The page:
There is a great variety of plants that are sensitive to frost and low temperatures. Therefore, we must protect them during the winter if we want them to survive. Frost causes dehydration in plants since the roots are not able to absorb the necessary water.
How to protect plants from frost?
To avoid all this, below we show you how to protect plants from frost:
1. Reduce watering as much as possible
However, it may seem counterproductive when the coldest season of the year arrives the water freezes below the surface, which can seriously affect the roots. Experts consider that this internal effect is much more damaging than the external frosts that affect the stem and leaves. Therefore, it is best to reduce watering from late summer to winter.
2. Group your plants
The ideal is to gather all the plants and place them next to a wall and facing south to protect them from the cold. As a collateral advantage, making a corner full of plants will make that area of the house special, not to mention that you will save time watering by not moving around all the space there is.
3. Cover the plants
In the case of a mild frost, you can protect your plants by placing a sheet over them. This fabric will act as an insulator, keeping the warm air from the earth around your plants. This heat can be enough to keep your plants safe during the drop in temperatures.
However, if the frost is more intense, you can place a plastic sheet over the sheet to keep the heat even more. In the morning, after passing the night cold wave, proceed to remove the sheet and/or the plastic to prevent the plants from suffocating.
4. Create a protective cover
Many experts prefer to create a protective cover to protect plants from frost. This consists simply of placing a mulch on the ground.
The materials you can use are straw, hay, pine needles, tree bark, and stacked leaves. With this, you will be able to retain moisture and keep the substrate much warmer. In this way, you will avoid freezing the roots of the plants.
5. Use external heat sources
During extremely cold nights, you can help the plants with an extra source of heat. Cover them with a sheet and plastic wrap, and place a heat source inside.
This heat source and that we all have at home can be Christmas lights or a 100 watt light bulb. However, you must pay close attention to increase the temperature so as not to damage them. During the day, turn off the heat source and take out the plastic or blanket.
Extra tips to protect plants from frost
When the cold arrives, not only people need to protect themselves. To ensure that your plants and trees survive low temperatures, it may be necessary to cover them just like we do ourselves.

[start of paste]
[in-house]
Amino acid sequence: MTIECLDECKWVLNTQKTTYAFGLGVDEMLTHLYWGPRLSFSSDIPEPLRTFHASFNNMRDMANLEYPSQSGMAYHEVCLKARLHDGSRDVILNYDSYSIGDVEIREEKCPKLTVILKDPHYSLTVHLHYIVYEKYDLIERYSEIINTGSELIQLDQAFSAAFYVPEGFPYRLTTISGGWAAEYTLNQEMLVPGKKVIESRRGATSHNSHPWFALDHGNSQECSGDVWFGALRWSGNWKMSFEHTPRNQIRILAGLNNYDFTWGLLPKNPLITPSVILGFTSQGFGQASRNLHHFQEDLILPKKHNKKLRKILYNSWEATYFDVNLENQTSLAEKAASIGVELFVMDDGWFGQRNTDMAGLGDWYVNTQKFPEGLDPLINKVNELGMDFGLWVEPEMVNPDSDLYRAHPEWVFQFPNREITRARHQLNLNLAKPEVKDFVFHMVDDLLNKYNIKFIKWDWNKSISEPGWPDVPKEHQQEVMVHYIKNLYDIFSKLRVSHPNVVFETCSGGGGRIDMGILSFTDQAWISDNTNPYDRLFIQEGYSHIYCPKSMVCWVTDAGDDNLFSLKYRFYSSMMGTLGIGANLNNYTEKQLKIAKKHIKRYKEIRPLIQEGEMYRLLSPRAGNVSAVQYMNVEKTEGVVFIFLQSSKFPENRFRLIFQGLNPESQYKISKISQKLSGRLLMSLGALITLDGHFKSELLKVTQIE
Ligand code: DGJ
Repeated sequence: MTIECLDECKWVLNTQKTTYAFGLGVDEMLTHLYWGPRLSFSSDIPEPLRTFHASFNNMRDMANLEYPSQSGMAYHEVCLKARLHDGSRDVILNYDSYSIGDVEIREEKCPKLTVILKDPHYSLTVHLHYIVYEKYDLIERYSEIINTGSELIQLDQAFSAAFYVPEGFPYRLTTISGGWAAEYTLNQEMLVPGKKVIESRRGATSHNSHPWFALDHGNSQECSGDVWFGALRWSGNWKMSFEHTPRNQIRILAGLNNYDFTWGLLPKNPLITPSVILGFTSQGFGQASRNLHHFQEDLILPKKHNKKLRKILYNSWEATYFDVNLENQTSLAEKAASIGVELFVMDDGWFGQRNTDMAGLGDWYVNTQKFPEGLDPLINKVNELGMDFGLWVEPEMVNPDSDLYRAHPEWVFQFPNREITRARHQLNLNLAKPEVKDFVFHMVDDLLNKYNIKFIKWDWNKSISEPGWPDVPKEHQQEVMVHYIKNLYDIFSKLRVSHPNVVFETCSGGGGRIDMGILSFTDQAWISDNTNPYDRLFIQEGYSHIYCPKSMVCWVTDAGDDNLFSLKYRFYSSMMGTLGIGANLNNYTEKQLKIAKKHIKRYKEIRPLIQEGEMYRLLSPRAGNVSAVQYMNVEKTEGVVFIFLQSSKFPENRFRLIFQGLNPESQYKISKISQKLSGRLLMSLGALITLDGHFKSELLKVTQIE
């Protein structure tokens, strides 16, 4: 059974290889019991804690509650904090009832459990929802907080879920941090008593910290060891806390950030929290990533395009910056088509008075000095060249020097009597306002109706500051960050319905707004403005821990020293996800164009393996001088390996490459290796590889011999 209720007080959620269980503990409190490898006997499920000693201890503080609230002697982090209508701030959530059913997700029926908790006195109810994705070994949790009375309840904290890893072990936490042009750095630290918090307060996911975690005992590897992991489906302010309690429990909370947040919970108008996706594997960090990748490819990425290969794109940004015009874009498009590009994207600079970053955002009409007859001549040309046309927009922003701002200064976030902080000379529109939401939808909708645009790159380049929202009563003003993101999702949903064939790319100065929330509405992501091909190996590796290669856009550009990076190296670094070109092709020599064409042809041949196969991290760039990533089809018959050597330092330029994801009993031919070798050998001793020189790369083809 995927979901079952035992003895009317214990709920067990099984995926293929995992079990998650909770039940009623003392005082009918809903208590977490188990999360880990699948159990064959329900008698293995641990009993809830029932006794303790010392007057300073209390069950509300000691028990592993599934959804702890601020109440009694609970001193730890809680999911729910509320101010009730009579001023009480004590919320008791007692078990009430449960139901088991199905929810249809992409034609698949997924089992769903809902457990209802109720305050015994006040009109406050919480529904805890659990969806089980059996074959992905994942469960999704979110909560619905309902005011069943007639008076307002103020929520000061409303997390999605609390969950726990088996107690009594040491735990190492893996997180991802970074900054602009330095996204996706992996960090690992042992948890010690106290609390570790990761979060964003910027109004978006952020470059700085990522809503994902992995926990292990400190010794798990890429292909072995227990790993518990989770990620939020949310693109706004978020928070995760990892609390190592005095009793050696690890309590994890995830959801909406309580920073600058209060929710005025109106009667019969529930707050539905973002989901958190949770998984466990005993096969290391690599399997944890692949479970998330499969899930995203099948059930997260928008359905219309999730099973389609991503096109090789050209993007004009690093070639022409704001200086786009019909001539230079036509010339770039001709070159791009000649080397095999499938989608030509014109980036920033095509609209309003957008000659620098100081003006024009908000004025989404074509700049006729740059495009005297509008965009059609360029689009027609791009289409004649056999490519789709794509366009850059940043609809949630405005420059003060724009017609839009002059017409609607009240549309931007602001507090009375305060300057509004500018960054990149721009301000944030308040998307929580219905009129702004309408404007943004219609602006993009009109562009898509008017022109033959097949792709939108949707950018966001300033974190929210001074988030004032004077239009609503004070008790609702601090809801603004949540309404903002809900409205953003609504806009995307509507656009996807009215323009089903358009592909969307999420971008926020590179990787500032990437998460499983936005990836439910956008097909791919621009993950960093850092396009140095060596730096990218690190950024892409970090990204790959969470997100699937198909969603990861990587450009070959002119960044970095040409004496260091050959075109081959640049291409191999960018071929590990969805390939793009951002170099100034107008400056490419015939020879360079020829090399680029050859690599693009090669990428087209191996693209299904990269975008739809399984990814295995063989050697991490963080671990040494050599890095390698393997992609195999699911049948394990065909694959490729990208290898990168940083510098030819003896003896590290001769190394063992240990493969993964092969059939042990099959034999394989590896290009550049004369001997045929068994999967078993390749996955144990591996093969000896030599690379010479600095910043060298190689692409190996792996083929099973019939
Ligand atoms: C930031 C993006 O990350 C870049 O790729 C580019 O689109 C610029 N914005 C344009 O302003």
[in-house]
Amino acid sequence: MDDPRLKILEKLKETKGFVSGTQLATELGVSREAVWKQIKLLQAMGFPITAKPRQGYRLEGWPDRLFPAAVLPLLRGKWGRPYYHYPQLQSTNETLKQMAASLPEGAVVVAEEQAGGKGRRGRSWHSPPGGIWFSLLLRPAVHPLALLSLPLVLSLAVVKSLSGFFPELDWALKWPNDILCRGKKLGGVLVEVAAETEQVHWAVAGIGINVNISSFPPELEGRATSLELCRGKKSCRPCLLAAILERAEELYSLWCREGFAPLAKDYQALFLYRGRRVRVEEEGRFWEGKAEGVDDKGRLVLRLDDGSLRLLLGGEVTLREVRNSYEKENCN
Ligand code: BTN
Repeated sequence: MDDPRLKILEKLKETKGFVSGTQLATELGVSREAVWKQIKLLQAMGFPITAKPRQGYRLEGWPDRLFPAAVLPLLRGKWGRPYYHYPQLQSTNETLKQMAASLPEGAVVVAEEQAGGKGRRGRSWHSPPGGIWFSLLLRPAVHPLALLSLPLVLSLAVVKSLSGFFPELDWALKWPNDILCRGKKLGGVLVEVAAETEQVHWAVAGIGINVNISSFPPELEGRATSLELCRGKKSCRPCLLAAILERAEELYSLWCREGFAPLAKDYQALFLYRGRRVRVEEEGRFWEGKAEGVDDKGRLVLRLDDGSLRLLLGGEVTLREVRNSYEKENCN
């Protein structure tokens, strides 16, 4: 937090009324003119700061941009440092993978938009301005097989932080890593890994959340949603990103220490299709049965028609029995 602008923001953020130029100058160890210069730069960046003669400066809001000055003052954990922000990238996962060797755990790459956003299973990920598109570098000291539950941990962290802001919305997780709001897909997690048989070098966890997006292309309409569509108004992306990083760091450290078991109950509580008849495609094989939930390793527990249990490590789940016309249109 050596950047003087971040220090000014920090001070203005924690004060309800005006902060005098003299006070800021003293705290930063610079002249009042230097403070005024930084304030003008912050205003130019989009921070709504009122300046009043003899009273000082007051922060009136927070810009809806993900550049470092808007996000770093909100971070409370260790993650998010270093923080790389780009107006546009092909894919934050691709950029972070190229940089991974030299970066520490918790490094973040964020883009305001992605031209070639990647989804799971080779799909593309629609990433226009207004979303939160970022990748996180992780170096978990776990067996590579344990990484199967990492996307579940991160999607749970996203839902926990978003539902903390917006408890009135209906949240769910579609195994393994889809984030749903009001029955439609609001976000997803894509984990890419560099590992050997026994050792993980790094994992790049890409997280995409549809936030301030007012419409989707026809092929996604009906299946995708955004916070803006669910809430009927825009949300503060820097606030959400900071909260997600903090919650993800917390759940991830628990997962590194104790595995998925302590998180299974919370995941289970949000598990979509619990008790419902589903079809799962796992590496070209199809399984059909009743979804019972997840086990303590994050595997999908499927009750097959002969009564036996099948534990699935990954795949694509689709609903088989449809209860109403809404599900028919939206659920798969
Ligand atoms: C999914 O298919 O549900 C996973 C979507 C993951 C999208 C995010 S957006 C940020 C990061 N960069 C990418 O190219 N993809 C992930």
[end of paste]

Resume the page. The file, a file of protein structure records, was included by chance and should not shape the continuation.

1. Add mulch
As the soil freezes and melts, it can expose some soil’s surface roots, making them even more vulnerable. Mulch helps provide a layer of protection to the roots of the plant in these cases.
2. Cover trees and plants
Wrap their trunks with cardboard, blankets, or cloth. Otherwise, as the crust expands when the temperature is warm and contracts when it cools, it is likely to break. You can also use plastic to cover trees and plants, but make sure it is black to reflect and does not have a greenhouse effect on the trunk.
If you will cover your plants before a hard frost, it is best to do it before dark. Most of the heat stored in the garden will have dissipated.
Make sure it extends to the ground on each side. Do not leave any openings so that the heat does not escape. Stakes are also recommended to prevent the protective material from coming into contact with the foliage. Place the protector over the plant, preventing it from sticking to the trunk. Thus the heat that radiates from the soil will reach the plant.
3. Wet the floor
Water the soil thoroughly (except around succulents). It protects roots and warms the air near the ground. This prevents the roots of the plant from freezing. During the night, moist soil will release moisture into the air, which will raise the temperature and keep the plants warmer.
It is recommended that you keep the most delicate plants in pots so that you can take them to a sheltered place when the temperatures drop.
4. Harden the seedlings
Before planting the seedlings, you can acclimate them outdoors by gradually exposing them to outside conditions. This process is known as hardening, and it can help you grow stronger plants that are more likely to withstand inclement weather.
The hardening process should begin about 14 days before transplantation. When the weather is mild and above 7 ° C, place the seedlings outside during the day in a warm, shady place protected from the wind. At night, take them back inside.
WHAT TO DO IF MY PLANTS HAVE FROST DAMAGE?
Just because you see that your plants have been damaged by frost does not necessarily mean that you should take drastic measures. Many plants are surprisingly very hardy and are likely to sprout again in spring. So the best option is to wait until the temperatures start to rise again (usually around March) and see if new leaves sprout.